However, to date, quantitative measurements of cartilage morphology at 1.5T and 3T have been confined to quadrature transmit-receive (T/R) knee coils. Although phased-array (PA) coils (6) have been in clinical use for over a decade, they have not been used for qMRI of cartilage. Since PA coils generally result in improved signal-to-noise ratios (SNRs) and contrast-to-noise ratios (CNRs), there is potential for improved precision in qMRI of knee cartilage morphology. In this pilot study for the OAI we therefore tested the hypotheses that precision errors of cartilage morphometry can be effectively reduced using a quadrature transmit, eight-channel PA receive coil (InVivo Corp., Orlando, FL, USA) compared to a quadrature T/R coil (USA Instruments, Aurora, OH, USA), and that measurements obtained with the PA coil are consistent with those obtained with the previously validated quadrature knee coil (5). It is important to test the second hypothesis to determine whether one can potentially exchange a quadrature vs. a PA coil in the course of a longitudinal study to improve precision without introducing bias. Additionally, we tested the hypothesis that one can reduce precision errors by summing the measurements in the medial tibia (MT) and medial femur, and the lateral tibial (LT) and lateral femur, respectively. This approach could eliminate the variability that occurs when the tibial and femoral joint surfaces are segmented in the femorotibial contact zones. Because the segmentation variability may depend on the SNR/CNR and the specific cartilage contrast, we tested the latter hypothesis using data acquired with quadrature and PA coils, and with both FLASHwe and MPR DESSwe sequences.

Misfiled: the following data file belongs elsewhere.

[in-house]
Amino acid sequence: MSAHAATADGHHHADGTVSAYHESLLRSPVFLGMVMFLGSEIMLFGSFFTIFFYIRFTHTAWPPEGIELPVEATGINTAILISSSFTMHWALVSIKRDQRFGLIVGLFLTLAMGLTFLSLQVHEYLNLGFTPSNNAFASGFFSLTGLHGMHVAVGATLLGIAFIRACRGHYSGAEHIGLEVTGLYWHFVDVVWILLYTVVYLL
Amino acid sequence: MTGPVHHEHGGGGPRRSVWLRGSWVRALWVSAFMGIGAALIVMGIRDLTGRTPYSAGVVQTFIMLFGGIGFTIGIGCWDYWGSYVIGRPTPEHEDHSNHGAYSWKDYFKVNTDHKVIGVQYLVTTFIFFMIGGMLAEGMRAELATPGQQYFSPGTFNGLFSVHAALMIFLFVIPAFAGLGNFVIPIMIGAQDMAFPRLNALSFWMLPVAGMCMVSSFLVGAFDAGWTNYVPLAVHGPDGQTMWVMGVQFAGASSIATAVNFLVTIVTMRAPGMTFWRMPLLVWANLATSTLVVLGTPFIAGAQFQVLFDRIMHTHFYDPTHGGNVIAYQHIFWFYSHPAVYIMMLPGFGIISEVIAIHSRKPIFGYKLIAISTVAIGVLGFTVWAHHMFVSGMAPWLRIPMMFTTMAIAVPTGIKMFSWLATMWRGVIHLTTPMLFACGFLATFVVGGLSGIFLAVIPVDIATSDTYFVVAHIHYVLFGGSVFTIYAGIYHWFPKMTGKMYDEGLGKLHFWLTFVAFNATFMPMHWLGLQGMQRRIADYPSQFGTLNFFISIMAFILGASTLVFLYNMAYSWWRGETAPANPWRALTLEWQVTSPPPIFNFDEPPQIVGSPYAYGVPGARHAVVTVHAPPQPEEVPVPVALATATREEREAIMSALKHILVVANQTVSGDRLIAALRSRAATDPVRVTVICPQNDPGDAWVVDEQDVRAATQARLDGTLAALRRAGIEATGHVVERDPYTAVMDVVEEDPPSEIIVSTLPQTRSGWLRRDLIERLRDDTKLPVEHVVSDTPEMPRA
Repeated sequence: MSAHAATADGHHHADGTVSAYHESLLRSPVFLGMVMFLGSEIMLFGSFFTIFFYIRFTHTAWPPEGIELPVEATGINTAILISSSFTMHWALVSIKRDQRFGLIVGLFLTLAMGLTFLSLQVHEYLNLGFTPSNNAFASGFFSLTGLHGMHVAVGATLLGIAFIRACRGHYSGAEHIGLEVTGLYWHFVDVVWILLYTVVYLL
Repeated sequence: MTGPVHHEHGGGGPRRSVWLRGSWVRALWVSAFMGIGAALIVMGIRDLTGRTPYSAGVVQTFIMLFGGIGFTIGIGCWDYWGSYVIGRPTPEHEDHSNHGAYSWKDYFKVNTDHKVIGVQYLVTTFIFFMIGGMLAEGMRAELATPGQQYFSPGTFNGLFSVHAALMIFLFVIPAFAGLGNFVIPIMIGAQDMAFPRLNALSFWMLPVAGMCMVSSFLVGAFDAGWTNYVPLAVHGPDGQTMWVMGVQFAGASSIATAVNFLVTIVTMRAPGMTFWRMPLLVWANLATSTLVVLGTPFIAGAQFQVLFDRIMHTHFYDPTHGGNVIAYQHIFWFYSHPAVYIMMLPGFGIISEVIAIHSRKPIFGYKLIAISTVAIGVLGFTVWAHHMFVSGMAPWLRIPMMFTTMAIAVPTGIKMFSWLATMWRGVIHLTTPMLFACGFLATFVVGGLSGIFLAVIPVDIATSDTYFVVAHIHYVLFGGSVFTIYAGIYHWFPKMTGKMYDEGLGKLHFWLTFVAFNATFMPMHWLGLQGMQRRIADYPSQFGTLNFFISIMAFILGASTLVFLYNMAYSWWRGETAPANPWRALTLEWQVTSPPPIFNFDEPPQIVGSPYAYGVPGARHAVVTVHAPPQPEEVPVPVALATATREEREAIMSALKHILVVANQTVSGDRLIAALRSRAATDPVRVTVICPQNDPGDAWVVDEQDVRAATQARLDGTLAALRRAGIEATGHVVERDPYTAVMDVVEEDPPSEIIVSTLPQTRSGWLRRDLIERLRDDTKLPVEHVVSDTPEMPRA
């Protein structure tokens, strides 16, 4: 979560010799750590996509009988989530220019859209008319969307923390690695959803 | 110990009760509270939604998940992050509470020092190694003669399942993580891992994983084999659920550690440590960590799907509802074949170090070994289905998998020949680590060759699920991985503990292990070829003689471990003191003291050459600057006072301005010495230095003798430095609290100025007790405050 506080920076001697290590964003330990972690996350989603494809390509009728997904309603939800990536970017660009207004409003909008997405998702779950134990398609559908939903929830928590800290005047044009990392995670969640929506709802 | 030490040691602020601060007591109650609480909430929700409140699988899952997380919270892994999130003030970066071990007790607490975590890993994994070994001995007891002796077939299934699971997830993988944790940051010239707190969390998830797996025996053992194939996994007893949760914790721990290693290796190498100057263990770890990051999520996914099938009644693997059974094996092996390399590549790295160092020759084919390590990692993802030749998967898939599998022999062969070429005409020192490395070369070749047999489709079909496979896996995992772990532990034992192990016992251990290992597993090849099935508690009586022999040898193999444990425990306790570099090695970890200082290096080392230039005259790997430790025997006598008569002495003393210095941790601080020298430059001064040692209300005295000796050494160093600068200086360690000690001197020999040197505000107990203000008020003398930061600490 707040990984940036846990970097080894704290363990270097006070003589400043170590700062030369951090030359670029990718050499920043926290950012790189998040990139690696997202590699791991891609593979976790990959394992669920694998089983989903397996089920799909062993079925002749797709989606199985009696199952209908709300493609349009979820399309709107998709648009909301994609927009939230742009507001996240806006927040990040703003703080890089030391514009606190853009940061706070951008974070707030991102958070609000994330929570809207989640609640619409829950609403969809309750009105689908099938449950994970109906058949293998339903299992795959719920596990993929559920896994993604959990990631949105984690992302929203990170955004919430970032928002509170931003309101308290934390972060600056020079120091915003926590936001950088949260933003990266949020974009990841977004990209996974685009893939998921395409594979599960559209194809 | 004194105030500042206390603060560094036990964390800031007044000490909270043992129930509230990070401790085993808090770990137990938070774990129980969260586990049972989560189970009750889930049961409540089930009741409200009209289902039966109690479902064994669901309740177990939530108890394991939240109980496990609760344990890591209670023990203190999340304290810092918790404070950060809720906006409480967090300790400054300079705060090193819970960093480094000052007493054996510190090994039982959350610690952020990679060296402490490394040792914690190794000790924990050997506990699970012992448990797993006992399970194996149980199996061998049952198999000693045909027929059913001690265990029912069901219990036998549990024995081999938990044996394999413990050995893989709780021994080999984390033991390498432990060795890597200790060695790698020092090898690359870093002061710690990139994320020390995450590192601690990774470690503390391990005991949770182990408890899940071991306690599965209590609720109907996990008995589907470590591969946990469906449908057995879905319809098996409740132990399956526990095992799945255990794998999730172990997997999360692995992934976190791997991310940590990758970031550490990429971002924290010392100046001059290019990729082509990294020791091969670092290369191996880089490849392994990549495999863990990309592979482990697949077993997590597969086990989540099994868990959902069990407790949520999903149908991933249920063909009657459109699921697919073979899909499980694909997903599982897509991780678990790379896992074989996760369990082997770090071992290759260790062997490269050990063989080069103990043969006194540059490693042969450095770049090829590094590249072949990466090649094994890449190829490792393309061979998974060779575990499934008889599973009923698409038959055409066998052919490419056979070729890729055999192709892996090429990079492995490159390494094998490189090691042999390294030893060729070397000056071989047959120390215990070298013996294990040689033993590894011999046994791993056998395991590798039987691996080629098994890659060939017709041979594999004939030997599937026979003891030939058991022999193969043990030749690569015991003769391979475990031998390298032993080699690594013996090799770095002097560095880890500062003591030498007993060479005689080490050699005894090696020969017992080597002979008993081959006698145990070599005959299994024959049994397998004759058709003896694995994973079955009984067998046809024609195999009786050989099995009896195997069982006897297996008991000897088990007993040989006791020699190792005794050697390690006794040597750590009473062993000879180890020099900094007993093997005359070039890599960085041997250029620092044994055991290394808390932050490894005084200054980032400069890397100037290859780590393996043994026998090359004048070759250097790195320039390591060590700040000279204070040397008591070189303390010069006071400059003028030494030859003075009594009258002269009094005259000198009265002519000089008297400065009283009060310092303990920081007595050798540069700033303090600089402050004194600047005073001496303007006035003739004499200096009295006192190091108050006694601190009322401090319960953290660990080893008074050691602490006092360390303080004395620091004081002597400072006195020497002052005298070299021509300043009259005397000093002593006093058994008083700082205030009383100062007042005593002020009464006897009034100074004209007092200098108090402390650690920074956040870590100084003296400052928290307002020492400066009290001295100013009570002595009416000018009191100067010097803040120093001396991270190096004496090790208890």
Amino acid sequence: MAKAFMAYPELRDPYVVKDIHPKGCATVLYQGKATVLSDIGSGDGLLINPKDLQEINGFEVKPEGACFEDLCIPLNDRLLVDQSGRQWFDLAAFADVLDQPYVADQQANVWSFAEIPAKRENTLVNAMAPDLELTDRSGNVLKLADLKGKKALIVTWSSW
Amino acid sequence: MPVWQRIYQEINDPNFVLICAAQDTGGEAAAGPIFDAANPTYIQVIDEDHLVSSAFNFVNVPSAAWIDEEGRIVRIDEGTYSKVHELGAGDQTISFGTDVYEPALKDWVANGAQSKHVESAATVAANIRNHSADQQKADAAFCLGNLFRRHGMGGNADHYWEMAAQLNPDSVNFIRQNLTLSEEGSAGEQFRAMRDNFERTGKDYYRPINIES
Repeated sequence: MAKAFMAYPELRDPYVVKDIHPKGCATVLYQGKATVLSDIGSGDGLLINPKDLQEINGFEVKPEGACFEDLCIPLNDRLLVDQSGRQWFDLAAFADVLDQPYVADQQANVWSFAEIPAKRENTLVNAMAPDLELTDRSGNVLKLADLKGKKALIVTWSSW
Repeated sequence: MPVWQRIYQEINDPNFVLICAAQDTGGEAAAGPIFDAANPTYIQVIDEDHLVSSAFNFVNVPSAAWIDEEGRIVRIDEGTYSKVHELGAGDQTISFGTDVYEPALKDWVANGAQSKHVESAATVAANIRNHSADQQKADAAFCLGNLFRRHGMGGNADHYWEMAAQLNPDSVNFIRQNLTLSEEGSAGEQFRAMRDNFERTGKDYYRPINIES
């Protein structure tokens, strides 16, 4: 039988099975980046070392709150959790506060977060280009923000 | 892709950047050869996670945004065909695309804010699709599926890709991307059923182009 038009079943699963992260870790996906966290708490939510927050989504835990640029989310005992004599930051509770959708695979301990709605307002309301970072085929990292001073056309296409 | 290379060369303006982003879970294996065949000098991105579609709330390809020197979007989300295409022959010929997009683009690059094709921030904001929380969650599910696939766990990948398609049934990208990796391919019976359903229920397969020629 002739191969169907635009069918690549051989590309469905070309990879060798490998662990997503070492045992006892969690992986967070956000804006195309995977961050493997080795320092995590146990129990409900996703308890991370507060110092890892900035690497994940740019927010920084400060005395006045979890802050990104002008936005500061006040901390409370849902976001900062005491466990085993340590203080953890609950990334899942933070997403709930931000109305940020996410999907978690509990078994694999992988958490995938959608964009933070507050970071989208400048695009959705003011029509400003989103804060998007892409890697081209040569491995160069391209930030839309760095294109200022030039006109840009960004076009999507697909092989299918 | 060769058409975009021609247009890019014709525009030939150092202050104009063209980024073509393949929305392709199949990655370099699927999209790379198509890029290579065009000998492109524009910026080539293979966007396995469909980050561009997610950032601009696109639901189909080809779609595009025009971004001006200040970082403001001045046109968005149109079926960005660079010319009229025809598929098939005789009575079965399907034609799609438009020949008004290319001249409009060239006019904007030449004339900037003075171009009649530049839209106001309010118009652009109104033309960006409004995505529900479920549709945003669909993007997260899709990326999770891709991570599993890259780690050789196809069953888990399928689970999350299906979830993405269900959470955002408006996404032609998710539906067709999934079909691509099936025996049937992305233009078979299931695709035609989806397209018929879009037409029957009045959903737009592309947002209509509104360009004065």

MATERIALS AND METHODS

Study Participants and MRI

Ten adult subjects (three men and seven women; five healthy and five with a clinical diagnosis of OA) underwent a test-retest examination of either their left (N = 4) or right (N = 4) knee, and two subjects underwent examination of both their right and left knees. In total, 12 knees were examined (six with clinical OA and six without OA). The participants were selected according to the OAI study design and documentation, and recruited from two clinical centers (Ohio State University and Memorial Hospital of Rhode Island). The symptomatic knee OA patients had to have experienced knee pain, aching, or stiffness on the majority of days within a month in the past 12 months, and to have knee OA as diagnosed by a physician. Participants without knee OA had only infrequent knee pain, aching, or stiffness over the prior year, if at all. The exclusion criteria included rheumatoid or inflammatory arthritis, orthopedic hardware in the knee, pregnancy, or other contraindications for MRI. Seven of the 10 subjects in this pilot study also participated in the OAI and underwent nonfluoroscopically guided fixed-flexion posterior-anterior (P/A) radiography (7) on both knees. The other three subjects were asymptomatic and had no prior diagnosis of OA. Based on the OAI knee radiographs, five subjects had Kellgren-Lawrence grade (KLG) 1, one subject had KLG 2, and one subject had KLG 3. The mean age of the participants was 52.2 years (range = 45–73 years) and the mean body mass index (BMI) 28.2 kg/m2 (range = 21.8–34.6 kg/m2). The study was performed in compliance with principles originating in or derived from the Declaration of Helsinki (Revised Edinburgh, 2000) and with IRB informed-consent regulations and International Congress of Harmonization Good Clinical Practices guidelines. The study protocol, amendments, and informed-consent documentation were reviewed and approved by the local institutional review boards.